And then, at the first stage, there is the debate over whether the lead allocation process should actually be done for each type of subscription, given that this system means that part of the Money invested by subscribers who listen to less music each month is allocated to tracks played by subscribers who listen to more music.
The most commonly proposed alternative would see the allocation process performed for each individual subscriber – i.e., a user-centric approach – although this would mean that the average allocation per read would be different for streamers. high level compared to low level streamers.
The pattern of artist growth would also change what happens at the lead allocation stage. Basically, money would still be allocated to tracks based on the overall percentage viewership they represented, however, an additional metric would apply.
The result would be that the leads with the higher percentages would earn slightly less per flow, while those with lower percentages would earn a little more.
One of the arguments in favor of a user-centric distribution of royalties is that it would result in high-level artists earning a little less and mid-level artists a little more. However, while this would likely be a general user-centric trend, this outcome is not guaranteed. The Artist Growth Model, by definition, redistributes money from the most performed artists to the least performed artists.
AIM tasked former Spotify and PRS economist Will Page and collective licensing expert David Safir to model what might happen if the Artist Growth Model is applied. These results can now be uploaded to the AIM website along with a recording of last week’s event.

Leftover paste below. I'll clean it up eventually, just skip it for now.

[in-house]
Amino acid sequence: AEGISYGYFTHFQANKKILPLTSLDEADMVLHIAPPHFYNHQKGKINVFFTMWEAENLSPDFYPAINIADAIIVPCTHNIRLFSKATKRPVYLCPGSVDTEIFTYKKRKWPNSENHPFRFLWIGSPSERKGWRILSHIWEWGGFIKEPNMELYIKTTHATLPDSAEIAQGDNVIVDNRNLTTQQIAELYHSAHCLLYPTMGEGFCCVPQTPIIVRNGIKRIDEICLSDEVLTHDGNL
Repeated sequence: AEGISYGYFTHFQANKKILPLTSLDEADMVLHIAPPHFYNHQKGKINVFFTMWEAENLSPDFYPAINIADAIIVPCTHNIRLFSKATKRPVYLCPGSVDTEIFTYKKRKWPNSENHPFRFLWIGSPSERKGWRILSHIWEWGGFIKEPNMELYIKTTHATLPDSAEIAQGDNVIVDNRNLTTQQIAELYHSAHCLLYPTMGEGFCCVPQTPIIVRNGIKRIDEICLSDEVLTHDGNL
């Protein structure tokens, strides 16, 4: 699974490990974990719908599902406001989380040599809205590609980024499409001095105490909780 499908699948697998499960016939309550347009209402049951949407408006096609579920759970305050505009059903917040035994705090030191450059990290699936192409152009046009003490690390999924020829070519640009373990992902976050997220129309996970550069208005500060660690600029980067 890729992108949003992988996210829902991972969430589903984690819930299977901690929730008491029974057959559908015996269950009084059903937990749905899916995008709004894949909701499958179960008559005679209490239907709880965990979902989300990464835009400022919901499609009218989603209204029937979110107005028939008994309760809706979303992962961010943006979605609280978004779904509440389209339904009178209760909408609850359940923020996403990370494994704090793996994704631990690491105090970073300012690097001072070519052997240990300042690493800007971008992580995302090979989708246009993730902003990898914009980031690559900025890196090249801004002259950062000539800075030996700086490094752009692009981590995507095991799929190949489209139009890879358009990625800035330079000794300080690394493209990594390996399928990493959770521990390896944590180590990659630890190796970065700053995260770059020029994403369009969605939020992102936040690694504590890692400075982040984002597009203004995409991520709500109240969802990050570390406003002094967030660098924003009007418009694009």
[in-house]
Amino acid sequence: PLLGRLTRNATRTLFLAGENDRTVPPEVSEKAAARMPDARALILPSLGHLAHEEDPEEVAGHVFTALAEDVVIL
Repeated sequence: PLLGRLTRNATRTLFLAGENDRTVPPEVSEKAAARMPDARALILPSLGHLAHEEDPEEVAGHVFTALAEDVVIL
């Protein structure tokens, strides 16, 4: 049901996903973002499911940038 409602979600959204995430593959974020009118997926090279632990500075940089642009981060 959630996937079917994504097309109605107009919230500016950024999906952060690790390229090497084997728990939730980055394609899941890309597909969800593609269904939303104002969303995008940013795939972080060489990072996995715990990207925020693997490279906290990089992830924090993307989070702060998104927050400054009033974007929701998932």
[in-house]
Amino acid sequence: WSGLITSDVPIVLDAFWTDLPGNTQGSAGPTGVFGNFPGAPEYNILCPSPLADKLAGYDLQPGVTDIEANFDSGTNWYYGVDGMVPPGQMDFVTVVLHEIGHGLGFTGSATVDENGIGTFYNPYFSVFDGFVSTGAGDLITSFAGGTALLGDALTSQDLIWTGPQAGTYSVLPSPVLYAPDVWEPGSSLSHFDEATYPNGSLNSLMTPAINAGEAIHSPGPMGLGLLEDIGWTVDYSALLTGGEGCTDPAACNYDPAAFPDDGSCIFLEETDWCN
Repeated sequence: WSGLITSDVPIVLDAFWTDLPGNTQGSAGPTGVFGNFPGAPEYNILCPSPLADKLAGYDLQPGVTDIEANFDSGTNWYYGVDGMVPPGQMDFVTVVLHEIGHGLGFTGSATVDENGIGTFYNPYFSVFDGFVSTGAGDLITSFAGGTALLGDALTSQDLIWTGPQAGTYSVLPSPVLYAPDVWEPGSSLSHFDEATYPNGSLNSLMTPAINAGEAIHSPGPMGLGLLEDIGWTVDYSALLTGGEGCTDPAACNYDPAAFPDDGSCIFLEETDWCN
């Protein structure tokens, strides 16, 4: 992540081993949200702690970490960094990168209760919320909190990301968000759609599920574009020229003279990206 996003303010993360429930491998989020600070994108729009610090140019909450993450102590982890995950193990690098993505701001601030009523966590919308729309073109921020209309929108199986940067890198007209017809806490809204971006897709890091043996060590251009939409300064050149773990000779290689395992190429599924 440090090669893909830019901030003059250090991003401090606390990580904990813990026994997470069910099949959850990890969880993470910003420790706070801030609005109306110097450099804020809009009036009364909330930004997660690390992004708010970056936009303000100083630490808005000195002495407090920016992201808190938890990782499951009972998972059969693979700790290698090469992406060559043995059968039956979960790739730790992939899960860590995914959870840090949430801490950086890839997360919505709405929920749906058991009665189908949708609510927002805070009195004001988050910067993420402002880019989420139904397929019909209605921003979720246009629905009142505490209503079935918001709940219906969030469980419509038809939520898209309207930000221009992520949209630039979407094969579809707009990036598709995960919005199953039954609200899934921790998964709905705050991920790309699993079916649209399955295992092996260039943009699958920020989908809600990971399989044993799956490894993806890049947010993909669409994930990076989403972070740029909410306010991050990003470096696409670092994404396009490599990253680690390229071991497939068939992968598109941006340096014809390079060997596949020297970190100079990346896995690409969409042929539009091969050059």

Commenting on the model, AIM says, “With 80% of streaming revenue going to just 1% in current ‘pro-rated’ streaming distribution models, the artist growth model seeks to counter this ‘winner takes it all’ situation. , by distributing profits more equitably on the market and allowing an increased number of credible niche and emerging artists to make a sustainable living from streaming ”.
He also notes Page’s comparison of the artists’ growth model and the tax system, in which you “tax the very rich to help the less rich, and leave everyone unchanged.”
Page and Safir applied a specific version of the Artist Growth Model – that is, a specific set of rules about what is taken out and how that is redistributed – to real-world streaming data for a period defined in UK. During this period, with this set of rules, the independent industry as a whole and Universal Music would have seen an increase in payouts had the artist growth model been in effect, while Sony Music and Warner Music would have seen a decline. .
The artist growth model would not change the way revenue is shared in Stage 2 or the royalties artists receive in Stage 3, and it could also coexist with a user-centric approach in Stage 1. Although supporters of the model argue that if it succeeds in giving mid-level artists a boost, it could reduce the need for some of the other proposed reforms.
You can access last week’s discussion and download the search results of Page and Safir, on the AIM website here.